Any time two world leaders meet to actually talk and build bridges, that can only be construed as a good thing. Hope resides within such a meeting. My problem is not in the meeting but in the whitewash of who it is Mr. Trump met with recently in Singapore.
The regime of North Korea, both past and present, has been and remains brutal to its people, and only a few at the top benefit. Although, being in the top few elite or being related to the president of North Korea is no guarantee of life, as his late uncle and generals know.
I was gobsmacked that Mr. Trump lauded Kim Jong-un as a great leader, someone who took over a country at such a young age and succeeded. When one’s family kills off dissenters, starves its people and decides to live virtually in another century from the rest of the world, success is not hard for the son of “ Our Dear Leader.” He was also surrounded by seasoned generals and family and remains so, with the exception of those he had murdered.
This is not my model of a great guy, a great leader. I am delighted that this man who kills at will still has “a great sense of humor,” but I wonder at Mr. Trump’s ability to wipe clean history in a meeting so brief that according to him, they did not have time to get all the details discussed. For me it would take a little more than a casual meeting, with a few laughs thrown in, to convince me that Saddam Hussein was a great guy who really knew how to run a country.
Do not mistake me: If we actually end up with a deal that takes nukes off Kim Jong-un’s table, that would be great — if we can have control of the surprise inspections and reduce sanctions over a period of time while everything is verified and remains true to an agreement that at this time has no details.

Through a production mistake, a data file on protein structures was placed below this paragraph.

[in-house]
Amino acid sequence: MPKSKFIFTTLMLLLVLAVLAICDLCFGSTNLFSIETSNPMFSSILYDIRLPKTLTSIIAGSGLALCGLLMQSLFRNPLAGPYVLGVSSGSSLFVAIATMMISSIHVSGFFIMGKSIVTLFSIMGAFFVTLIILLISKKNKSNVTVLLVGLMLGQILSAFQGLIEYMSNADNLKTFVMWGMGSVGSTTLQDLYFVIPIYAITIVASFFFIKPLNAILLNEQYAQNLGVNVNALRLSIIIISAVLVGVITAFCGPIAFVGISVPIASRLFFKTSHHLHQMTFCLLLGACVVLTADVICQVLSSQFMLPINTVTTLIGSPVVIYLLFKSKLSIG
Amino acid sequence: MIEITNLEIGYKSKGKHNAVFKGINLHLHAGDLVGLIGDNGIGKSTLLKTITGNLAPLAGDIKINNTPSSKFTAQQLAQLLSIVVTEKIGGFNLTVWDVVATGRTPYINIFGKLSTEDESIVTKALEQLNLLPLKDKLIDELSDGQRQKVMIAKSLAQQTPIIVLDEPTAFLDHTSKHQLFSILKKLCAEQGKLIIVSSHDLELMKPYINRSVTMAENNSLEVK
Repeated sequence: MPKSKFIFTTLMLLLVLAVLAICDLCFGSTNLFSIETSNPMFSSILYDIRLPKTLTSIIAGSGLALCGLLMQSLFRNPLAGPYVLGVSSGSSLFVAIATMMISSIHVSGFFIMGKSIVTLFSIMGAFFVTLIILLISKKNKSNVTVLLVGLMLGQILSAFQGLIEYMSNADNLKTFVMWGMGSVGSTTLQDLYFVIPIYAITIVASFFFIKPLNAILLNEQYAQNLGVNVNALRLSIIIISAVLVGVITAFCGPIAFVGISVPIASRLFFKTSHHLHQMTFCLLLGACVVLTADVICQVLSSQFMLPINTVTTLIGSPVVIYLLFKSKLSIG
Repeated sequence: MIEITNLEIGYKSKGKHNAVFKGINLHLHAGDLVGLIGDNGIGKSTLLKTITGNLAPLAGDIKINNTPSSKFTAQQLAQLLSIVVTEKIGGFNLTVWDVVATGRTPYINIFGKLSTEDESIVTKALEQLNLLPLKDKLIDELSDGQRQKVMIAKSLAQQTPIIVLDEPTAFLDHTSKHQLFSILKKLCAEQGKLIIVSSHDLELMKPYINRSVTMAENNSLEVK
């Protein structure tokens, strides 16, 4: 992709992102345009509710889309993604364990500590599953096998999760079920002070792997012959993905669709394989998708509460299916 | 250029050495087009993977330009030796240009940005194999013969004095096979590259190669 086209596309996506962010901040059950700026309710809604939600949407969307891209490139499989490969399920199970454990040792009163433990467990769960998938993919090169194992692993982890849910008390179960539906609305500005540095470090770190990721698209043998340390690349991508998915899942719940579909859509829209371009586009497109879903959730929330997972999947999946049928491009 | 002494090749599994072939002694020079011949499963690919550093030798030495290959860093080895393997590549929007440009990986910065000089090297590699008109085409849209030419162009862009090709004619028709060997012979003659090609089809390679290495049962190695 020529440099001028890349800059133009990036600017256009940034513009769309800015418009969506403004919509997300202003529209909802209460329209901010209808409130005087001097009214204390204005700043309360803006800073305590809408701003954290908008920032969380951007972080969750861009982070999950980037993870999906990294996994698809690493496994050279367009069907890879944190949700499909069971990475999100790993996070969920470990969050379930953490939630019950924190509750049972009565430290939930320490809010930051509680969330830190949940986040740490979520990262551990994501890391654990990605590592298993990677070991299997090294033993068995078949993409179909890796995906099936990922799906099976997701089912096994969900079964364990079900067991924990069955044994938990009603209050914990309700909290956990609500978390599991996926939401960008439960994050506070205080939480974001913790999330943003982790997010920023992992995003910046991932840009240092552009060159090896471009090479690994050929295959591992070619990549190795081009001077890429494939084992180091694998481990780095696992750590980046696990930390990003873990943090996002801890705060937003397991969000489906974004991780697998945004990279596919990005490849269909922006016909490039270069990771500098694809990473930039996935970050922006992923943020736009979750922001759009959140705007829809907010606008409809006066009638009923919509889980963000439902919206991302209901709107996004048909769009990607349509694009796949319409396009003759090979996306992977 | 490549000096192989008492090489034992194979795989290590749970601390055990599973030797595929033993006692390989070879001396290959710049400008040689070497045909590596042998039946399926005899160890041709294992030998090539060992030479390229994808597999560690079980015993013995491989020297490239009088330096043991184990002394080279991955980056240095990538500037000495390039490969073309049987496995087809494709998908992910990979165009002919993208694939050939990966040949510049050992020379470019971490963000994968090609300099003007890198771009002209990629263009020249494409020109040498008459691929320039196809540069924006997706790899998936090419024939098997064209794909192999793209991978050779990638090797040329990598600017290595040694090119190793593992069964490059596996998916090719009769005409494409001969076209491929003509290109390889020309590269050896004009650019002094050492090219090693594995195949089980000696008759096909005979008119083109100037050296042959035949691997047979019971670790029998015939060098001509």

I am all for taking a big step toward world safety. However, we owe South Korea transparency, support and continued vigilance. Taking away war games and possibly a military presence in this region is not a good strategy until we see real and verified change. South Korea is the “girl we brought to the dance” in all of this, and we ought to be sure that we leave with her while we keep an eye on her sister up North. South Korea has the most to lose, and it seems we have diplomatically kicked her to the curb by not discussing some of this with her.
The millions of starving North Koreans may well become their problem if free movement is allowed. Yes, families may be reunited, but also all the problems of the North will demonstrate what real trickle-down theory looks like.
Kim Jong-un has had a life where his word is life and death. He eats while others starve, so what will his new world include? Will he really turn into that great leader Mr. Trump thinks is there? Will only he and his closest, still living friends join Mr. Trump in seeing those beaches as condos and hotels? Really? That is what bringing them into this century should look like?
Maybe we should be talking about education of farmers so they all can eat, basic human rights so that people are not led to slaughter, rather than a real estate mogul’s dream of beach condos.
Sure, Trump International may have first dibs there, but is that our moral equivalent to bringing a people forward? Is real estate our measure? It seemed to be for Mr. Trump.
Let’s not lose sight of the history of Kim Jong-un’s family, their many crimes, and their many broken promises. We have made deals with tyrants before and we will again, but to call them other than by their rightful and earned title of tyrant is dangerous and stupidly naive, and Mr Trump is not naive.
I hope the deal is defined and works. South Korea deserves to live in safety. North Korea deserves change, but it will not come overnight, nor should it be via condos and hotels on a “lovely beach,” but by their own growth toward real honor and freedom.
To call a tiger a cat does not tell the whole story, and when that tiger eats someone in our village, who do we blame? The tiger who was always a tiger, or the fool who said, “Oh look, what a nice cat”?
Joyce Reehling lives in Pinehurst. She retired here from New York after a 33-year career in theater, TV and commercials.